(1) Propertywire.com (2) CBRE (3) Office for National Statistics/Nationwide (4) Land Registry (5) The Week (6) Nationwide
Affordability Ratio: 4.6
- Northern Powerhouse vision continues to drive positive market sentiment
- Now the base for 90,000 students
- Highest potential rental yields in UK at 6.8%
Manchester is currently the strongest UK market outside London with the greatest economic growth when compared to the rest of Northern England and projected growth of 2.6% per annum during the five years to 2020. With plenty of ongoing infrastructure investment, the city is led by the financial and business services sector whose output growth forecast for 2016 to 2020 is 3.1% per annum. As such, employment is forecast to increase by 4.3% over the next five years, fuelling the residential market where demand already significantly outweighs supply thanks in part to a 90,000-strong student population. Manchester currently offers rental yields of 6.8% (2), the highest in the UK.
(1) JLL (2) LendInvest
Affordability Ratio: 9.7
- World’s most liveable city six years running to 2016 (1)
- Predicted to overtake Sydney as country’s biggest city by mid 2050s
- Prices up 2.1% March to May, 13.9% year on year to May 2016 (2)
Melbourne has become Australia’s fastest-growing city and is set to overtake Sydney as the country’s biggest city in the mid 2050s with over 8 million people. One explanation for this growth is the lifestyle on offer – with the Economist Intelligence Unit’s Global Liveability Index ranking Melbourne number one for six consecutive years. Apartment prices have increased by an average of 5% per annum over the past decade, accelerated in recent years with Melbourne displaying average growth of 11% in the year to February 2016. In May 2016 a vacancy rate of just 2.0% was recorded (3) with prices up 13.9% over the 12 months to May.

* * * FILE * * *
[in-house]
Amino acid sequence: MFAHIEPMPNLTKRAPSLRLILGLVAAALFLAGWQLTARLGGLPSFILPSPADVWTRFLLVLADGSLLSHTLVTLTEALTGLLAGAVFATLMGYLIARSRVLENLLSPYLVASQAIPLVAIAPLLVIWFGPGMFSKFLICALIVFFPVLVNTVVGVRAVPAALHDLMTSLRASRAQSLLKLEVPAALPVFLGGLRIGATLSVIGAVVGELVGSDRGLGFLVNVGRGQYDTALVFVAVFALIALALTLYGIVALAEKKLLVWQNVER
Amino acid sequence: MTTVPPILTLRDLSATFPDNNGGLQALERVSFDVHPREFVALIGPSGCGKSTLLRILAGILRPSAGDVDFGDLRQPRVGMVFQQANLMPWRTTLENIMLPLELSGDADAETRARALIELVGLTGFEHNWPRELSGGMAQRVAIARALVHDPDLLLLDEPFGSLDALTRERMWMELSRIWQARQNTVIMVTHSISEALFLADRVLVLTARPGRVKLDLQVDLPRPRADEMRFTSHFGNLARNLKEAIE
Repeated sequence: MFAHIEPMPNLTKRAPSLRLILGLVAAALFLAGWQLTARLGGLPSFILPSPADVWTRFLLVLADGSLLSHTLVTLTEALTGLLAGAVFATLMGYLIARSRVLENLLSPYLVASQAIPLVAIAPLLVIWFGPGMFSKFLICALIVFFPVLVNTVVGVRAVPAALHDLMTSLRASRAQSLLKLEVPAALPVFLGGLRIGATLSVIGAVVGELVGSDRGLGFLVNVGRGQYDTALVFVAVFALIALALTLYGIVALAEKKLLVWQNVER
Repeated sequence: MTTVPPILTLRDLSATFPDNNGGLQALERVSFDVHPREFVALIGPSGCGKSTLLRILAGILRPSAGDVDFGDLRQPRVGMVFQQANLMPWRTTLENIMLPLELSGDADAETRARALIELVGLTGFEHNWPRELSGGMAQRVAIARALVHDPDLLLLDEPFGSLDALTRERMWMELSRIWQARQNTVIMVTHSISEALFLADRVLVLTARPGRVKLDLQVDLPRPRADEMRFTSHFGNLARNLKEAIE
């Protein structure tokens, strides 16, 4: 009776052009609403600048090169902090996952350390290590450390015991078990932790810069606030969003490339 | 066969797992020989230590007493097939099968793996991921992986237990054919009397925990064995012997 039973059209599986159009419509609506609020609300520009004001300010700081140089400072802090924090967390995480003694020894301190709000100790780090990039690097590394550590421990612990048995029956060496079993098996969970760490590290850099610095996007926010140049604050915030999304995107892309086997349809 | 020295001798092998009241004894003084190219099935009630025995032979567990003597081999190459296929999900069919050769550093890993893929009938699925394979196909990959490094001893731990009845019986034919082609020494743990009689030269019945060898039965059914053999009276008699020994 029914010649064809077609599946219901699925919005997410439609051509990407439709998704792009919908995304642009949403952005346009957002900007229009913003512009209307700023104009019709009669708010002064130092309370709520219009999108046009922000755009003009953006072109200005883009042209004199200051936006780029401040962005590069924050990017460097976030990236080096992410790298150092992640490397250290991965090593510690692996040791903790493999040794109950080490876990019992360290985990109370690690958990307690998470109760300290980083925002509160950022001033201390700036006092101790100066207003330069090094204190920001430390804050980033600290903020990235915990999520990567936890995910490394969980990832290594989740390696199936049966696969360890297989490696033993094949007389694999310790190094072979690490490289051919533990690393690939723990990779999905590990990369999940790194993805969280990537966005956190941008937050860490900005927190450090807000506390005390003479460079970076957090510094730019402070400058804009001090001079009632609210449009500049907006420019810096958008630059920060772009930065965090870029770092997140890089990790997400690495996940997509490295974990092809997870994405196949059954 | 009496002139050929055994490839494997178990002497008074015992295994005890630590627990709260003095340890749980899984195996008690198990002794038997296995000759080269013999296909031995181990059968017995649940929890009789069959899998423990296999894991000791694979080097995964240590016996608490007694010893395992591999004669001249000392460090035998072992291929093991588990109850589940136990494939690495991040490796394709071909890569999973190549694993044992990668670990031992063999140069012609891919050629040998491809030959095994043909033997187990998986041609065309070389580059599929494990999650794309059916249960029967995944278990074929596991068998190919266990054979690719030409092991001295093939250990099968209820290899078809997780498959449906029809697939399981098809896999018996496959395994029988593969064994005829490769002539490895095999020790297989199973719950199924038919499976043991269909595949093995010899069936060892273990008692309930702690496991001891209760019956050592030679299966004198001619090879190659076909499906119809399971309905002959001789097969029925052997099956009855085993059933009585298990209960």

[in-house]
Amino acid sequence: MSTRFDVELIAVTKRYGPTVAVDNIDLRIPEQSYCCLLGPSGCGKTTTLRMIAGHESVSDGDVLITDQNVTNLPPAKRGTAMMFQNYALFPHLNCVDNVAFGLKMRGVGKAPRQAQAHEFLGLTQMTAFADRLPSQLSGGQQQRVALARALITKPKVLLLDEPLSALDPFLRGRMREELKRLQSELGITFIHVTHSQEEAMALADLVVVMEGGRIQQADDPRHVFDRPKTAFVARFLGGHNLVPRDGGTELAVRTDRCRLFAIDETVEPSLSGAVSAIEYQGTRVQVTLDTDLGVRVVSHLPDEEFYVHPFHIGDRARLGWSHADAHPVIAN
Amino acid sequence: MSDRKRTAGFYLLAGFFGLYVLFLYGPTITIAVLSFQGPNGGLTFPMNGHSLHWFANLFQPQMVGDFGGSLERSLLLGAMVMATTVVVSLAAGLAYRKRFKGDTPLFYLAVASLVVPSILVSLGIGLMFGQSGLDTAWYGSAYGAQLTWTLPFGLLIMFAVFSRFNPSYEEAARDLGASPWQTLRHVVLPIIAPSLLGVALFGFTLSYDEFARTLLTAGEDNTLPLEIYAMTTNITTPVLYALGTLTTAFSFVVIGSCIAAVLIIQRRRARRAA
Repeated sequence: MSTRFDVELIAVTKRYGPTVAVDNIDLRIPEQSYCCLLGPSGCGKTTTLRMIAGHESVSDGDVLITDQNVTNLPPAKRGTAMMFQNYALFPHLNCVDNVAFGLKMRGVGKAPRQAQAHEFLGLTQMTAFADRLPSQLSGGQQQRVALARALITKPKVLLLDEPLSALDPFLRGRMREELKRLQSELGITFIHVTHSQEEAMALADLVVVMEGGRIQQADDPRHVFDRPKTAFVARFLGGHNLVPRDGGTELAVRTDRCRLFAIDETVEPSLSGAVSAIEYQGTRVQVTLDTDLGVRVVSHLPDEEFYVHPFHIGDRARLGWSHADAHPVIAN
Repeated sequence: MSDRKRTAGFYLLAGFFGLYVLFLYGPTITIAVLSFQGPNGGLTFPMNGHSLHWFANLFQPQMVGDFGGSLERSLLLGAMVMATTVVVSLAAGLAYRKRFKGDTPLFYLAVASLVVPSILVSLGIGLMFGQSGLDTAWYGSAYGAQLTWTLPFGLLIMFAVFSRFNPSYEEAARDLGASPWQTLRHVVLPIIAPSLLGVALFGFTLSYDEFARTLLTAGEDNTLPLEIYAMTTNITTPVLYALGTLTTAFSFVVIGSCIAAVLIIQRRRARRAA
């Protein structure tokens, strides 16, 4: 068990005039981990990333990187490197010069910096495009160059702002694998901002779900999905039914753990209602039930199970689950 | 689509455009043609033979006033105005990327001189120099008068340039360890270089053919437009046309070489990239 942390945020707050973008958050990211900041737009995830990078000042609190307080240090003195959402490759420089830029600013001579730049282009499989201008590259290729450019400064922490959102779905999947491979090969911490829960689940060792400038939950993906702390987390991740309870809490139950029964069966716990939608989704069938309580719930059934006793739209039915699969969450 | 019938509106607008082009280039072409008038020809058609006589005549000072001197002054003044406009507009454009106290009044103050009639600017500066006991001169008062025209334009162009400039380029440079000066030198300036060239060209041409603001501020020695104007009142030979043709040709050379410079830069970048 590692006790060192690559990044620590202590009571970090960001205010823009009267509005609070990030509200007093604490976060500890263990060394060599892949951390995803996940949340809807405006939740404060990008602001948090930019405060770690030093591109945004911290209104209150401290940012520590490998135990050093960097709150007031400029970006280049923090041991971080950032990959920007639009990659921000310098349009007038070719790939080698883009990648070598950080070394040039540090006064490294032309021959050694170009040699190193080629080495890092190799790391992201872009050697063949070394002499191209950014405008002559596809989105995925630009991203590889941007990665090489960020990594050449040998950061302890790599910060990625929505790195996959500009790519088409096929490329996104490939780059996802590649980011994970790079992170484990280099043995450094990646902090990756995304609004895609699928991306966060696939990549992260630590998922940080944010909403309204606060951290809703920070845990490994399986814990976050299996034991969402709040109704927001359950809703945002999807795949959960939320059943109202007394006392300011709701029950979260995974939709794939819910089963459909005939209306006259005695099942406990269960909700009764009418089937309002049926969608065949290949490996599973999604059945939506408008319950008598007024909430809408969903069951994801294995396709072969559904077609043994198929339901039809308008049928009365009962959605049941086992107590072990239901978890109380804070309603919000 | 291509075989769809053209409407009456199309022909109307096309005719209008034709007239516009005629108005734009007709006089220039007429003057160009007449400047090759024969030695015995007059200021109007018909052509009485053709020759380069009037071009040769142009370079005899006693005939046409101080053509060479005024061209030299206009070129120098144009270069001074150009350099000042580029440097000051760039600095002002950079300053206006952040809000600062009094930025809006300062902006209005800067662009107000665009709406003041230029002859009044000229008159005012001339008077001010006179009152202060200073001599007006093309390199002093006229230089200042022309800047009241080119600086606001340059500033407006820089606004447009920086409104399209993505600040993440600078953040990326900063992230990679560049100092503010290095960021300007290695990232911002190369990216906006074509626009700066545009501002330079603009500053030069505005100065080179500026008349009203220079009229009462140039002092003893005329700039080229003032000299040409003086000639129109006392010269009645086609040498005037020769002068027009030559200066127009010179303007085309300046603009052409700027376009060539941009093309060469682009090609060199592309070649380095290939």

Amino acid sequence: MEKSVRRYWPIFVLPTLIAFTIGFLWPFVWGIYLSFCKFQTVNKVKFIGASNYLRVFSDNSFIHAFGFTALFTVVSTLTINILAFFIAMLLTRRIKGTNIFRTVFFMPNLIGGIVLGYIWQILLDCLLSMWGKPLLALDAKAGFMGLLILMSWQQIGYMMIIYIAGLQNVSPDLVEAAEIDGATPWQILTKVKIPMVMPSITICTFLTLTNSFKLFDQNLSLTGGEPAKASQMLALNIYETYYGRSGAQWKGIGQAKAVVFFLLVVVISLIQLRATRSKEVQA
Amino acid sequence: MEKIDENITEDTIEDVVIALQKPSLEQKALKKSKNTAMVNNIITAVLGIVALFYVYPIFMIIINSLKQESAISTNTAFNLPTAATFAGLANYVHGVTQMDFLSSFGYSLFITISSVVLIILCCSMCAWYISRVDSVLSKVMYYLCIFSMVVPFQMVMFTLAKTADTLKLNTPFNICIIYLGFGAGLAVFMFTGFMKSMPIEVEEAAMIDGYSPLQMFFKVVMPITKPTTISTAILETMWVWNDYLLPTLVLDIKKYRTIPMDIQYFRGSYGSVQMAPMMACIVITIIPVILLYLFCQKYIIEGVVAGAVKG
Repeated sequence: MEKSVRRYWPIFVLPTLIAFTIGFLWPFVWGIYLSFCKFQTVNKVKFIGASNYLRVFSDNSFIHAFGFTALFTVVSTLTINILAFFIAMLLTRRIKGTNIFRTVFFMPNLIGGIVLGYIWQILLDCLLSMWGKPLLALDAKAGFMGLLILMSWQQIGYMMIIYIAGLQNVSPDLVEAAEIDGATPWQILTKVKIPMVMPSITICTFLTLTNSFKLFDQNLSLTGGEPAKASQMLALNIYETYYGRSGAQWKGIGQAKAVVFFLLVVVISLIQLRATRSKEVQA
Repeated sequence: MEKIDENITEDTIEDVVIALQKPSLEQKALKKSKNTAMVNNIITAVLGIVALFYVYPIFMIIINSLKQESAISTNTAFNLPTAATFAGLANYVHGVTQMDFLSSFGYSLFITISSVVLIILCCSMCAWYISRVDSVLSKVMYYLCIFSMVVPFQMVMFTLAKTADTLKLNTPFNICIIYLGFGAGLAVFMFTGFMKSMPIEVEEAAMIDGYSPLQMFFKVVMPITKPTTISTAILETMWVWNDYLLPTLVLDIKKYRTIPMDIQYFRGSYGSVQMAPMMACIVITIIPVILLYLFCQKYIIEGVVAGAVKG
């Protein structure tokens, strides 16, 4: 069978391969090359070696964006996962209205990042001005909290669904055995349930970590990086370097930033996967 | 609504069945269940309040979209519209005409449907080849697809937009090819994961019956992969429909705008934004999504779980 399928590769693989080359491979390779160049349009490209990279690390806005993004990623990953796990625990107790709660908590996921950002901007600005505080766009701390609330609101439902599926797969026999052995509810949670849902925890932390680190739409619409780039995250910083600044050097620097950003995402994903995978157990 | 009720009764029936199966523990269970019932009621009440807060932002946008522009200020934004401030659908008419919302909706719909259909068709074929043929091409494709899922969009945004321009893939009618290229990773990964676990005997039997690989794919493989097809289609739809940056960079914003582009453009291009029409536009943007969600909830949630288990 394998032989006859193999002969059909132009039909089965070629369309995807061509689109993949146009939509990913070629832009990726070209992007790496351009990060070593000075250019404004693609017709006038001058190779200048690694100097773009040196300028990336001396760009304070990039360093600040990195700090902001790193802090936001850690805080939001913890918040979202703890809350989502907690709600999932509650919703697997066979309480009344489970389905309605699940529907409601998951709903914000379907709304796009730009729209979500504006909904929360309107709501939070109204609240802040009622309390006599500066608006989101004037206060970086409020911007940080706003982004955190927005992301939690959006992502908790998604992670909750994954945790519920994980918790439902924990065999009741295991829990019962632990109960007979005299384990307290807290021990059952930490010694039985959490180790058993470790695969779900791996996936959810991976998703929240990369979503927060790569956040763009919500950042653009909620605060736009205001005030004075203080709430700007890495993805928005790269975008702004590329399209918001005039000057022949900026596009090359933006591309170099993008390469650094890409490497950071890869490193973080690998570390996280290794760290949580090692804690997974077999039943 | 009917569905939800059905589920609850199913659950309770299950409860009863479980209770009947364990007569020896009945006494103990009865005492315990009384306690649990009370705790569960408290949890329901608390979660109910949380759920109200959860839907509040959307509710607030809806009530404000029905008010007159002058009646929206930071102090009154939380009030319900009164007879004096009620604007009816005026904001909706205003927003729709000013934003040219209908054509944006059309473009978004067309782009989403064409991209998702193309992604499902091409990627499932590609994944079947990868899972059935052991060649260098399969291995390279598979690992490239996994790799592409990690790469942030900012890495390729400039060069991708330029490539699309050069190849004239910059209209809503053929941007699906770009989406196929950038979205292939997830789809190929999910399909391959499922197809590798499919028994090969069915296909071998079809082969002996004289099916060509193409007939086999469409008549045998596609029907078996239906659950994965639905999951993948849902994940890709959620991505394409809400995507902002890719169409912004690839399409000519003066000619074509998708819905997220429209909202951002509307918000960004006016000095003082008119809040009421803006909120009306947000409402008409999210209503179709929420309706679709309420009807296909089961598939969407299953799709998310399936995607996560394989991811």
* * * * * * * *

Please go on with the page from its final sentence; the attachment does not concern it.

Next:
(1) Economist Intelligence Unit (2) RP Data (3) SQM Research
Affordability Ratio: 4.3
- Historic-low interest rates continue to favour investors
- Apartment sales in Tokyo’s three central wards have increased 20.3% from last year
- Rental yields of up to 6.2% achievable
Japan remains the world’s third-largest economy with Tokyo the main growth engine – of the nation’s USD4.1 trillion GDP in 2015, almost half (USD 1.9 trillion) was driven by the capital. Since 2000, the population in Tokyo’s central five wards has increased 34% to 1 million, driven by growing migration from the rest of Japan and driving up demand in these areas specifically. In Tokyo’s three central wards (Chiyoda, Chuo and Minato), apartment sales have gone up 20.3% from last year. This marks price growth for 43 consecutive months. Across Tokyo, rental yields of up to 6.2% are achievable with the 2020 Olympic Games set to further drive economic and employment growth as well as and infrastructure investment.
Affordability Ratio: 5.3
- A Northern Powerhouse city and the second largest regional economy in the north
- GBP5.5 billion invested in the city in the past decade
- High average rental yields of 6.56%(1)
Just one hour’s drive from the UK’s largest regional economy of Manchester, neighbouring Liverpool offers plenty of potential, with over GBP5.5 billion invested into regeneration schemes in the city in the past decade. The city is home to over 66,000 students across five universities and its city centre is within 1.5 hours’ drive of more than 500,000 businesses, meaning there is plenty of rental demand, so much so that average rents in the city increased by 11% in 2015 (2). Private rents are expected to rise by a further 22% by 2020 (3).